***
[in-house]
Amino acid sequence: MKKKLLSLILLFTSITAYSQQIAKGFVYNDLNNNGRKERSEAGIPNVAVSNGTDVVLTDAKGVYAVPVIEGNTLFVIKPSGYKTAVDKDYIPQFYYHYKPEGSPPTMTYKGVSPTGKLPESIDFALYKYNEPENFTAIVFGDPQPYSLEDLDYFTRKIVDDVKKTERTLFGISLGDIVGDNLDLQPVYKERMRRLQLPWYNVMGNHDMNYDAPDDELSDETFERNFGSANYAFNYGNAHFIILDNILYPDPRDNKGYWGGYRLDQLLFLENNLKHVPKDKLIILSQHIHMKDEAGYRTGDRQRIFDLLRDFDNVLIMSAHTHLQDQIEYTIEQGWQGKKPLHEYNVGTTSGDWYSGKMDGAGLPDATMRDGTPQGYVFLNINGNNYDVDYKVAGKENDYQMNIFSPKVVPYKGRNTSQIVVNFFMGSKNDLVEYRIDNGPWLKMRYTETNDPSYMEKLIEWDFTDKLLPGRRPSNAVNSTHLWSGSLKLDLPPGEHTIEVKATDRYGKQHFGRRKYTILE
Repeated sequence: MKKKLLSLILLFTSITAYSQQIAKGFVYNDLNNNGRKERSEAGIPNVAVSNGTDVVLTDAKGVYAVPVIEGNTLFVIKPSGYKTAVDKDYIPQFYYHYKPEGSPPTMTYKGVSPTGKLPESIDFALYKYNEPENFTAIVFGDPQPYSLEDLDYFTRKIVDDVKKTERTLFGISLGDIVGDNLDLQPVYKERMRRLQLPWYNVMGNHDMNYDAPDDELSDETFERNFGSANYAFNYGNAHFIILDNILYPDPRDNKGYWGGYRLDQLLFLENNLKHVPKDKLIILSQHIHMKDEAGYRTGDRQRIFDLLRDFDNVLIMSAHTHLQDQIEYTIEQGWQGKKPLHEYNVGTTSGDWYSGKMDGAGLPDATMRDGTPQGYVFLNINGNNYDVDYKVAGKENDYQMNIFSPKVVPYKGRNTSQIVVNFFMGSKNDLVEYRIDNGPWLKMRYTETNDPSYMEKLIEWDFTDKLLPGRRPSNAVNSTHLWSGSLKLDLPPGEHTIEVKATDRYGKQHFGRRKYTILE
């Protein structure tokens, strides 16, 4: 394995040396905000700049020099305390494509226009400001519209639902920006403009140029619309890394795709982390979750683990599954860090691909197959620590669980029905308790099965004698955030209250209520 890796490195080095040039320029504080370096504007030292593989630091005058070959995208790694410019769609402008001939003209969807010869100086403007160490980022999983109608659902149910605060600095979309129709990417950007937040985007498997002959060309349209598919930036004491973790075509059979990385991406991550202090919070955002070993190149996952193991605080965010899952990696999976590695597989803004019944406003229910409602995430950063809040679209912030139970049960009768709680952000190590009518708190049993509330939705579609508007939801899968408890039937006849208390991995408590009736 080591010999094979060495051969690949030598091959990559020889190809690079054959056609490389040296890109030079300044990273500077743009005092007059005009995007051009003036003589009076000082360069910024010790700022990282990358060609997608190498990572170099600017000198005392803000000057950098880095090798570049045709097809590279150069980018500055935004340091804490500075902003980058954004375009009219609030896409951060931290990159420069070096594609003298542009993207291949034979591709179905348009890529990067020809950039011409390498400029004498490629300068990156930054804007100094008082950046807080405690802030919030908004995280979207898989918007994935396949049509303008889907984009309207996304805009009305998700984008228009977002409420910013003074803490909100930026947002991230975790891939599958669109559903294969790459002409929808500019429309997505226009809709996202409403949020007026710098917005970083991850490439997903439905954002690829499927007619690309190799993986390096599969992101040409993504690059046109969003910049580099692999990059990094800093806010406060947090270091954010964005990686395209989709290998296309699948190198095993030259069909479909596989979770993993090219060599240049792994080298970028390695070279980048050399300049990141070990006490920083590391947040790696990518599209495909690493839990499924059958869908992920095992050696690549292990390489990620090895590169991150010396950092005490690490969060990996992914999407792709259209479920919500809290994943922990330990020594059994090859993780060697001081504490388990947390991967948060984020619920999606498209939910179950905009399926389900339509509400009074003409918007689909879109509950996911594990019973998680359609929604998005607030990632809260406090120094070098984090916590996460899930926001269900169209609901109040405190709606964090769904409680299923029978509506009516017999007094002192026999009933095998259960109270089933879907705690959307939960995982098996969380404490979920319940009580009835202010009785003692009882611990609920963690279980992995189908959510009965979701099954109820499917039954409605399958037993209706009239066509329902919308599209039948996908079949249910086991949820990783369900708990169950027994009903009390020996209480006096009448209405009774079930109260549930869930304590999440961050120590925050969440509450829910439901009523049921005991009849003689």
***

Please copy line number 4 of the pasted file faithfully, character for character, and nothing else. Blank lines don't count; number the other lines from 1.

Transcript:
């Protein structure tokens, strides 16, 4: 394995040396905000700049020099305390494509226009400001519209639902920006403009140029619309890394795709982390979750683990599954860090691909197959620590669980029905308790099965004698955030209250209520 890796490195080095040039320029504080370096504007030292593989630091005058070959995208790694410019769609402008001939003209969807010869100086403007160490980022999983109608659902149910605060600095979309129709990417950007937040985007498997002959060309349209598919930036004491973790075509059979990385991406991550202090919070955002070993190149996952193991605080965010899952990696999976590695597989803004019944406003229910409602995430950063809040679209912030139970049960009768709680952000190590009518708190049993509330939705579609508007939801899968408890039937006849208390991995408590009736 080591010999094979060495051969690949030598091959990559020889190809690079054959056609490389040296890109030079300044990273500077743009005092007059005009995007051009003036003589009076000082360069910024010790700022990282990358060609997608190498990572170099600017000198005392803000000057950098880095090798570049045709097809590279150069980018500055935004340091804490500075902003980058954004375009009219609030896409951060931290990159420069070096594609003298542009993207291949034979591709179905348009890529990067020809950039011409390498400029004498490629300068990156930054804007100094008082950046807080405690802030919030908004995280979207898989918007994935396949049509303008889907984009309207996304805009009305998700984008228009977002409420910013003074803490909100930026947002991230975790891939599958669109559903294969790459002409929808500019429309997505226009809709996202409403949020007026710098917005970083991850490439997903439905954002690829499927007619690309190799993986390096599969992101040409993504690059046109969003910049580099692999990059990094800093806010406060947090270091954010964005990686395209989709290998296309699948190198095993030259069909479909596989979770993993090219060599240049792994080298970028390695070279980048050399300049990141070990006490920083590391947040790696990518599209495909690493839990499924059958869908992920095992050696690549292990390489990620090895590169991150010396950092005490690490969060990996992914999407792709259209479920919500809290994943922990330990020594059994090859993780060697001081504490388990947390991967948060984020619920999606498209939910179950905009399926389900339509509400009074003409918007689909879109509950996911594990019973998680359609929604998005607030990632809260406090120094070098984090916590996460899930926001269900169209609901109040405190709606964090769904409680299923029978509506009516017999007094002192026999009933095998259960109270089933879907705690959307939960995982098996969380404490979920319940009580009835202010009785003692009882611990609920963690279980992995189908959510009965979701099954109820499917039954409605399958037993209706009239066509329902919308599209039948996908079949249910086991949820990783369900708990169950027994009903009390020996209480006096009448209405009774079930109260549930869930304590999440961050120590925050969440509450829910439901009523049921005991009849003689």